El Vergel - Colombia - The Giant
"A Juicy, vibrant cup reminiscent of a blueberry cheesecake. An extraordinary pacamara microlot from our favourite farm in Colombia."
This is by far the biggest bean we have set our eyes on, and by far the most layered Pacamara we have tasted. Being an anaerobic natural process (44 hours, relatively short and our preference) expect endless complexity and a unique experience in every cup.
The Giant stood out from all the other coffees we cupped it with. Not just visually - pacamara beans are huge - but also in the palate. This microlot amounts to 4,000kg and uses an anaerobic natural process. The beans are sorted by density and then fermented anaerobically in stainless steel tanks for 44 hours. They are then dried intermittently in the sun for a month and left to rest in GrainPro bags for optimal maturation. The result is this stunning pacamara which is as delicate as it is complex, with very fruity notes emboldened by more nutty and chocolate tones.
The farm is called El Vergel and the owner of this beautiful farm is Martha Montenegro.
Located in the heart of Tolima, a region in Colombia that is well known for high grade coffees.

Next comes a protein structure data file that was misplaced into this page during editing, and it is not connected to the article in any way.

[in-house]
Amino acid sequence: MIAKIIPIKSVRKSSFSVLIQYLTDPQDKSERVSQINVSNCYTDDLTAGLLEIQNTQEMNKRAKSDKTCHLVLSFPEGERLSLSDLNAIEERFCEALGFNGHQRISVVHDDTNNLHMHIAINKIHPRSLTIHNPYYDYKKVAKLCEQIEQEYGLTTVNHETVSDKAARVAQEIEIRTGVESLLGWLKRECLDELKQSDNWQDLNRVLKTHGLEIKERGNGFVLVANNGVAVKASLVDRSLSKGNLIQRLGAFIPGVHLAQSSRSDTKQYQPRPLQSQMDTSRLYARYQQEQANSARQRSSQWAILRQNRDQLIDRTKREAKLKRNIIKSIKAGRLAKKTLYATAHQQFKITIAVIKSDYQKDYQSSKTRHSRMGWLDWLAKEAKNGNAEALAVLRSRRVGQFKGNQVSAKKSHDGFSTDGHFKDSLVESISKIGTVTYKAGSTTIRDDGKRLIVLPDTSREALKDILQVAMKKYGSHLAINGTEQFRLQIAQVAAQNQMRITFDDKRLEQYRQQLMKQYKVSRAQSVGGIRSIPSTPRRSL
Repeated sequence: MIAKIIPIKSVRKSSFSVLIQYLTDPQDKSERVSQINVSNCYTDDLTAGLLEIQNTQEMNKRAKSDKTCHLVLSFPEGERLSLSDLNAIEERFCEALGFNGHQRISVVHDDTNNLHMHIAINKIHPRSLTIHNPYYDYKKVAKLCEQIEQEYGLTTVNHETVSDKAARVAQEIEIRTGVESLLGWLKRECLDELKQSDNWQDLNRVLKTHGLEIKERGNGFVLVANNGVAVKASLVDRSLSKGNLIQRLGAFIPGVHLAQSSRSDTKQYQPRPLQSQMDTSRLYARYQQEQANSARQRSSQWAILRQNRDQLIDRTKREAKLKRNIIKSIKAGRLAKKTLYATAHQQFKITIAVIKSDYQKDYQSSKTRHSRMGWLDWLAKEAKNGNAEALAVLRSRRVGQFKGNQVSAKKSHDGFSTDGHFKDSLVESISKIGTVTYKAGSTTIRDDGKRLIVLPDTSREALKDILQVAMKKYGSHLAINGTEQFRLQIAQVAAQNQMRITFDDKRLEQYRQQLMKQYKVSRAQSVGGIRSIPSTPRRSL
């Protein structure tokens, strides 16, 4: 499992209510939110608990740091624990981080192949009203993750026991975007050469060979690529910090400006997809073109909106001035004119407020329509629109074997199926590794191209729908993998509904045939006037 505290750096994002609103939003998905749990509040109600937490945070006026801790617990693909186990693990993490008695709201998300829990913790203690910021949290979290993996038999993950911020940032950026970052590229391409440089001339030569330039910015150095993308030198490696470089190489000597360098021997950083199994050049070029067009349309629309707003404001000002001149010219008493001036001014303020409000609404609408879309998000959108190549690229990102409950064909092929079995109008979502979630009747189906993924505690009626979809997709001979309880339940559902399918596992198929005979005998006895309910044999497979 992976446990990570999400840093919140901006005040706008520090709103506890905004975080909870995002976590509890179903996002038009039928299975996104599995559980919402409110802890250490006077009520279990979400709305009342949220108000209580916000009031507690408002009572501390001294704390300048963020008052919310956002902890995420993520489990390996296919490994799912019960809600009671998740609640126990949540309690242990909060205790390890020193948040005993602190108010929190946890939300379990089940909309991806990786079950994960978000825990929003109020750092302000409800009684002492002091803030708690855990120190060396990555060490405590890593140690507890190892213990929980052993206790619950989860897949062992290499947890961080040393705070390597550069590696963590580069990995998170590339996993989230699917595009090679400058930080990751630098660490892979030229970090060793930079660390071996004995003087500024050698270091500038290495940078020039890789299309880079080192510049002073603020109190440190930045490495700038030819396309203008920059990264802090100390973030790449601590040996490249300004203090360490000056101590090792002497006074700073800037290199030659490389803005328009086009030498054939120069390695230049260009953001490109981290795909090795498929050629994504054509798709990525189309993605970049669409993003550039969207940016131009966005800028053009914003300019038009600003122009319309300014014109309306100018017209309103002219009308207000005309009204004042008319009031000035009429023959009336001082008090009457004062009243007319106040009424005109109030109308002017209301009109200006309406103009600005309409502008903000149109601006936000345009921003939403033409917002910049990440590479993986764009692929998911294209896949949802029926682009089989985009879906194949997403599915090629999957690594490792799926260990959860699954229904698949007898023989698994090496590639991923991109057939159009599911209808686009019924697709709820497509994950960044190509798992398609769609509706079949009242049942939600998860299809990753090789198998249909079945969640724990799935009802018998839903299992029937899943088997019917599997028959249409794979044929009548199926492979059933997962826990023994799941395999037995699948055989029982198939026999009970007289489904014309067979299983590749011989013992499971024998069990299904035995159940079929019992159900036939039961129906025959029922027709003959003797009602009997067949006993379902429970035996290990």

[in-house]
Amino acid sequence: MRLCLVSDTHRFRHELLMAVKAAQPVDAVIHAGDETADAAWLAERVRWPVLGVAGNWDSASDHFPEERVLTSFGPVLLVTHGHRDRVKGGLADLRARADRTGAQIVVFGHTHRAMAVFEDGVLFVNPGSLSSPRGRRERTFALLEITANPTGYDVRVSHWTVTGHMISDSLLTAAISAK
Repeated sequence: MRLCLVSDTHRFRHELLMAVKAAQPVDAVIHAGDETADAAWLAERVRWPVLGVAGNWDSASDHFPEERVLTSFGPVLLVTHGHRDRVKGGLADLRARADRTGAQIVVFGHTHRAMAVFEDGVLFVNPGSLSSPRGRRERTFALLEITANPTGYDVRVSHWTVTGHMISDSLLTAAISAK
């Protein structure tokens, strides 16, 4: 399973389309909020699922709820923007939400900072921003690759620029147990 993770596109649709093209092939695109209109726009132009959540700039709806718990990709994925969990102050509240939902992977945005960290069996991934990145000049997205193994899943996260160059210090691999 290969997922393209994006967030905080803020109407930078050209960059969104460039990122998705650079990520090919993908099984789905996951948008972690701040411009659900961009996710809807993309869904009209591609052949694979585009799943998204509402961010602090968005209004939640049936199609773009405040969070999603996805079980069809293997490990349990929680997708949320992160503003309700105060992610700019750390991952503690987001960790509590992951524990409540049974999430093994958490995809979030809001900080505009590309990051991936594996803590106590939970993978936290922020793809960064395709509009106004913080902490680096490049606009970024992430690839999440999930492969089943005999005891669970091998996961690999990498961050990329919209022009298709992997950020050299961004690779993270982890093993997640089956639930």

This coffee scores at 89 out of 100.
Finca El Vergel stands at approximately 1450m high elevation which leads to a high, refined sweetness in all there coffees.
A lovely and tasty pacamara.
24 hours of cherries soaked in water (floaters are then removed) followed by 44 hours anaerobic fermentation in stainless steel tanks Intermittent drying in the Sun for 30 days, concluding with 2 months storage in a Grain Pro bag for optimal maturation.
Impact & Community
Not only have they invested in their equipment and technology, the Bayters have also tried to help the community around them.
Alongside one of their buying partners, they’ve furnished the local school in Fresno, Tolima, which serves as a good example of the capability and scope of partnerships in the coffee industry. The Bayters also employ around 50 people in their estate, providing opportunities to the local community.
"To reduce water waste in washed coffees, the Bayter family has invested in a water treatment plant that allows them to reuse most of the water."
Back in the 90s, El Vergel Estate would sustain itself by growing and harvesting avocados, which proved to me quite harmful to the soil. Today, they are investing in efforts to regenerate the soil. The results thus far are quite significant and they’ve already witnessed a significant growth in native flora and fauna.